Further, domestic investment is not zero and so there is no necessary connection between national saving or dissaving and a trade surplus or deficit. All the countries in the world can expand their national savings by funding additional domestic investment. There is no way to determine whether a trade deficit or surplus are desirable or not without knowing more about their cause. For example, if the U.S. runs massive budget deficits to fund wasteful government spending and a trade deficit develops to limit the decrease in domestic investment due to lower national saving, it is a sign of trouble. On the other hand, if foreigners want a chance of high return capital investment in the U.S., it is a sign of success.
Suppose that rather that produce cars in the U.S., Americans buy their cars from Japan. Meanwhile, Americans build office buildings here in the U.S. and sell them to Japanese investors. The U.S. would be running a trade deficit with Japan. The U.S. would be importing cars and exporting nothing. Only if we began to put the Japanese-owned office buildings on barges and ship them to Japan would trade be balanced. If office buildings in the U.S. provide a better return than capital investments in Japan, this net capital outflow from Japan and into the U.S. is beneficial to the Japanese. And American workers and other resource owners can make more money producing buildings and selling them to the Japanese than building cars and selling them to the Americans. Total output and income in the U.S. would be higher.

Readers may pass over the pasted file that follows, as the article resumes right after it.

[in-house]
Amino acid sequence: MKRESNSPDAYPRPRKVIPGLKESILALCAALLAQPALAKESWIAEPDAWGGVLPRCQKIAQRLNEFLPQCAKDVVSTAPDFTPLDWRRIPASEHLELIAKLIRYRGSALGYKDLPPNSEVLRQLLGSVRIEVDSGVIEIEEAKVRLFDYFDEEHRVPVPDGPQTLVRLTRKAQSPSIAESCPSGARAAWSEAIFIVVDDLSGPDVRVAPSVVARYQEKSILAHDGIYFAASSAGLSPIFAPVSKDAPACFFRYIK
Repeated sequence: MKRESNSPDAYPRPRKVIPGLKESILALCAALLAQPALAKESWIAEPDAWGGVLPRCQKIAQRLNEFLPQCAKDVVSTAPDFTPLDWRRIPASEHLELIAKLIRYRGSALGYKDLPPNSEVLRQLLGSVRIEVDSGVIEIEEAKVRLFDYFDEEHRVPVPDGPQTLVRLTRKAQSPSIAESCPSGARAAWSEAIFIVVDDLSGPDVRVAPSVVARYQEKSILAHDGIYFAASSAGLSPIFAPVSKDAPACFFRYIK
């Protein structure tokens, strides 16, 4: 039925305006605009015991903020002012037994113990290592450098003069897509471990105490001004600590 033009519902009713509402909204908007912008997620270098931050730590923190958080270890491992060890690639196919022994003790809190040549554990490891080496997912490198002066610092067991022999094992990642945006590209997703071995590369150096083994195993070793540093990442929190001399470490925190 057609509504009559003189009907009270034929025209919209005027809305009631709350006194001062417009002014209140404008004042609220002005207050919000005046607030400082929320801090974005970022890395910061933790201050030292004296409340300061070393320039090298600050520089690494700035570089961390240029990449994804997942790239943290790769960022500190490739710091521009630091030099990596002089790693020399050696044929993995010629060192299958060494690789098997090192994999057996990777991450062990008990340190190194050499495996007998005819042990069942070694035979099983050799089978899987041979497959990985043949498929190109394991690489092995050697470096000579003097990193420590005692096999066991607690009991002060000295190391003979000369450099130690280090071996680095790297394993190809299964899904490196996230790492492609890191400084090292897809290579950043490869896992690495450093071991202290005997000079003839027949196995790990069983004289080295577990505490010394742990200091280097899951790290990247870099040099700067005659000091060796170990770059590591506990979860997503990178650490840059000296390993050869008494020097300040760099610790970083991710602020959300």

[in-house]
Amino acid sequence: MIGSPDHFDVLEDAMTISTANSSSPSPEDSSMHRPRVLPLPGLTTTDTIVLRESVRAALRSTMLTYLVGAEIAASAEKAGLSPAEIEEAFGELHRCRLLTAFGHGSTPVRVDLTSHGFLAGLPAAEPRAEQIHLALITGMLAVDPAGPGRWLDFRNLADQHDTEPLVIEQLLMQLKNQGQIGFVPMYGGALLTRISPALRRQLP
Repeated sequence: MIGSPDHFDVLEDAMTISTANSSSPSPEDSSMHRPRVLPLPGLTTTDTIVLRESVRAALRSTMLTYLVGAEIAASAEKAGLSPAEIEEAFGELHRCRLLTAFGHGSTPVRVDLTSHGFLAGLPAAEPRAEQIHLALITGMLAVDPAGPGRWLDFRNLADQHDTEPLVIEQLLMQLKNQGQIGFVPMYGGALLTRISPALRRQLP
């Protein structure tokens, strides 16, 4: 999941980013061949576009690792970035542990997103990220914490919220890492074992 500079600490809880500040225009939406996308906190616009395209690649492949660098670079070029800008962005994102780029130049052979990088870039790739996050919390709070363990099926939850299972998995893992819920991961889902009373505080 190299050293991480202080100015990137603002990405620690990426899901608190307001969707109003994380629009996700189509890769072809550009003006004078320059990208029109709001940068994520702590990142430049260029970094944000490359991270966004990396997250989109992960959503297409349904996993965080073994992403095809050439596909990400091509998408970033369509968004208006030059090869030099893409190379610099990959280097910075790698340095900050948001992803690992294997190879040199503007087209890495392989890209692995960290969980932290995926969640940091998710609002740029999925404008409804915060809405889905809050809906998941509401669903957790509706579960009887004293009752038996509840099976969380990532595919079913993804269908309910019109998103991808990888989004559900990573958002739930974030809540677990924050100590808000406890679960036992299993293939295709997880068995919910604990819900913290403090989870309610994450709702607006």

In my view, if the U.S. reduces government spending and the budget deficit, and slows or better yet, stops, the growth of the national debt, the resulting increase in U.S. national saving would tend to reduce the U.S. trade deficit. And that would be all to the good. But to the degree foreigners want to put part of their national savings in the U.S. because they expect a good return or else consider it a safe haven, the U.S. will continue to have a trade deficit and it would be a sign of a good thing--ample investment in new machines, buildings and equipment in the U.S. The result is higher real output and real income in the U.S.
Donald Trump appears to believe that it is the clever management of the Chinese government that is allowing it to make national profit (trade surpluses) at the expense of its competitor, the U.S., whose leadership foolishly depends on market forces. In reality, it is only the partial freeing of the Chinese economy by the Communist rulers that has allowed for a tremendous improvement in their well being. Trumps vision of hard bargaining by U.S. politicians based upon a wrongheaded understanding of economics would not amount to turning the U.S. into the sort of disaster created by Mao Tse Tung. But it would be exactly the sort of disaster that resulted when strongmen took over the thriving Argentine economy of the early twentieth century and pushed it from the first world to the third world. Sure, the Argentinians do better than the Mexicans, but Peronist politics of tough bargaining against unfair trade from the U.S. and Europe resulted not in improved standards of living for Argentine workers compared to workers in the U.S. and Europe. The result was that the fell further and further behind.
Trump does not have a clue.